The most common question regarding the convergence of economic growth is related to the length of time needed to achieve this process. When analyzing Romania's convergence with the euro area, the first issue that needs to be solved is related to the estimation of the time required to achieve the equalization of the absolute level of annual GDP per capita of Romania with the similar indicator in the euro area. In order to establish a realistic deadline for adopting the euro, should be determined the timescale for reducing the difference between the absolute level of annual GDP per capita in Romania and the similar indicator in the euro area. This reduction of the difference can be achieved when the average rate of growth of GDP per capita in Romania is higher compared to the average rate of growth of GDP per capita in the euro area.

To determine the period of convergence between the two entities, we start from the simple relationships of GDP/capita growing, both in Romania and in the euro area, where initial values and annual average growth rates are different:

YtR = Y0R(1+ṝR)t (1)

YtEZ = Y0EZ(1+ṝEZ)t (2)

Convergence between the two entities is done when the relationships (1) and (2) become equal, according to relationship (3):

YtR = Y0R(1+ṝR)t = YtEZ = Y0EZ(1+ṝEZ)t (3)

When we logarithm and rearrange the terms in the equation (3), we determine the time period necessary to achieve the convergence of the Romania with the euro area, in the terms of GDP/capita:

t =   (4)

Based on the relationship (4), we will calculate the number of years needed for Romania to achieve the convergence with the euro area in the terms of GDP/capita.

3. Empirical Results

Table 1 presents the data used in the calculation formula (4): target level of GDP per capita calculated on the basis of PPP (GDP/capita in the euro area in 2014) which should reach Romania and the annual average growth rates of the two entities, calculated based on the values recorded in the period 2000-2014. Also, Table 1 contains the results obtained, ie the number of years needed to achieve convergence with the euro area and various anticipations of this period of time, depending on different economic growth rates, similar to those recorded by Romania in 2000 - 2014.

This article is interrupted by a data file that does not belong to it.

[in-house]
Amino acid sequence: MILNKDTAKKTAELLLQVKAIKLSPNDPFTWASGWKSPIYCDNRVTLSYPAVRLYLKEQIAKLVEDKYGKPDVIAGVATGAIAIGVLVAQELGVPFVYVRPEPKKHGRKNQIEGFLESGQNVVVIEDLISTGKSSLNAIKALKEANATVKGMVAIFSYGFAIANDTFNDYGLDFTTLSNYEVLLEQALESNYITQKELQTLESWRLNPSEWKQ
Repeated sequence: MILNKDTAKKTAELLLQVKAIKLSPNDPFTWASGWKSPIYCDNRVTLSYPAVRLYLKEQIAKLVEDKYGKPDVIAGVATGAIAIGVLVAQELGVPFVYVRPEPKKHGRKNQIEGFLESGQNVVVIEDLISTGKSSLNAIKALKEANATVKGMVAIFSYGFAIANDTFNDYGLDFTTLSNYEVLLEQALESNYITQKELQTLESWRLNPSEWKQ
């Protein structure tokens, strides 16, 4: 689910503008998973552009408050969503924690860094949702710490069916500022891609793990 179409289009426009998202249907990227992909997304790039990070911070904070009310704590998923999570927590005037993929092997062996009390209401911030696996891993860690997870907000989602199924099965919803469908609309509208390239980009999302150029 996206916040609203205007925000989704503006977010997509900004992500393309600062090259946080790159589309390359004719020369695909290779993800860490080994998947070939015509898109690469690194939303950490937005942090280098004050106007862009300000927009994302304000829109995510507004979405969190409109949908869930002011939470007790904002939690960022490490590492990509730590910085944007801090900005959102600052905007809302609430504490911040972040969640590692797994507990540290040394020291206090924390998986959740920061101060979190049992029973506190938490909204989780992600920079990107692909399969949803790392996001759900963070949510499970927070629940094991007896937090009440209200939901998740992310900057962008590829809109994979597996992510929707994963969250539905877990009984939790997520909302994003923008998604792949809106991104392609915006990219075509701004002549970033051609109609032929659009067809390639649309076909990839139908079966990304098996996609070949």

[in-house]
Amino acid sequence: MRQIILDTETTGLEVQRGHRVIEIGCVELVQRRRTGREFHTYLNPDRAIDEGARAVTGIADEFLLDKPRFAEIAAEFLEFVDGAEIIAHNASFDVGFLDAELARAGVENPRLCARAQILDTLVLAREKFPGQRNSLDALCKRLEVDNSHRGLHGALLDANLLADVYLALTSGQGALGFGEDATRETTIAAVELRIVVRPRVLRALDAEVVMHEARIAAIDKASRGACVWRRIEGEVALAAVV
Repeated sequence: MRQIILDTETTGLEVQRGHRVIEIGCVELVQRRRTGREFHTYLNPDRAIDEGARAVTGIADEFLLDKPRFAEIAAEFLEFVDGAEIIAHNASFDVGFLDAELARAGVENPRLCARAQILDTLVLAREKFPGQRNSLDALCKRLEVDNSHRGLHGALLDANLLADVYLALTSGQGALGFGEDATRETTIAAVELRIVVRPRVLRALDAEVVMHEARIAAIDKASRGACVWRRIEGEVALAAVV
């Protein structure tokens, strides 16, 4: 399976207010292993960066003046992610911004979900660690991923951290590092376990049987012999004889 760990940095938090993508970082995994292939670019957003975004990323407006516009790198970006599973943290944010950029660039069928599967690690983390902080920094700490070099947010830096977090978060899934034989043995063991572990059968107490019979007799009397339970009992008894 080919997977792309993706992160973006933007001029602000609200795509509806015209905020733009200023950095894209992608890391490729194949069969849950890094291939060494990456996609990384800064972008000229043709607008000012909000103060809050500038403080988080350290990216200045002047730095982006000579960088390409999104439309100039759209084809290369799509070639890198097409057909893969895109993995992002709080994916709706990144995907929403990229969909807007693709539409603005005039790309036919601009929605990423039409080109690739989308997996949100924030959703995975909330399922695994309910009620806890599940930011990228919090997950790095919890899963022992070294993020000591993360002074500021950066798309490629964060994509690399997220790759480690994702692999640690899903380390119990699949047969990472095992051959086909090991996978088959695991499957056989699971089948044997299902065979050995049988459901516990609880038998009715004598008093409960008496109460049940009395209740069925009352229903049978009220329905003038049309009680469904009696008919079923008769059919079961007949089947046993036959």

Table 1. Input data and the results obtained regarding the number of years needed to achieve convergence between Romania and the euro area, in terms of GDP/capita

Target of GDP/capita (2014)

The average growth rate of GDP/capita in the period 2000 - 2014 (%)

Number of years required to achieve convergence

Euro area


Euro area




















Source: Author's calculations based WorldBank data

According to the results presented in Table 1, maintaining an annual average growth rate of GDP/capita of 4.5%, Romania would need about 18 years to reach the euro area.

Analyzing the results based on anticipated growth rates, there are obtained different possible scenarios. Thus, for a growth rate of GDP/capita of 3.5%, Romania would need about 24 years to reach the euro area. On the other hand, as growth rates are higher, it decreases the number of years needed to achieve the convergence of GDP/capita between the two entities.

Even if in certain periods of time Romania has registered higher growth rates compared to more developed countries, bridging the gap is still an essential problem for the Romanian economy. This decrease of the gap between the Romanian economy and the euro area economy can be achieved through policies of encouraging the investments, stimulating savings, growth in exports etc.

Romania's economy is currently quite tender and can easily act to endogenous and exogenous temporary factors. To keep up the pace of developed economies, in the moment of passing to the single currency, Romania needs to achieve real convergence with the euro area countries, as measured by annual average growth rates higher than those registered in the other states, and then to maintain these growth rates over long periods of time.

In terms of the GDP/capita calculated on the basis of PPP, Latvia is 64% of the EU27 average in 2012, two years before entering the EMU (2014), Estonia is 63% of average EU27 in the year prior to entry into the euro area and Slovakia to 73%.

Analyzing these circumstances, we conclude that Romania, which in 2014 was about 50% of the euro area average, would not currently have a high degree of real convergence to be considered a country with a sustainable economy in the euro area. Analyzing the example of countries like Estonia, Latvia or Slovakia, we conclude that the GDP/capita should be over 65% of the euro area average in the moment of Romania's accession.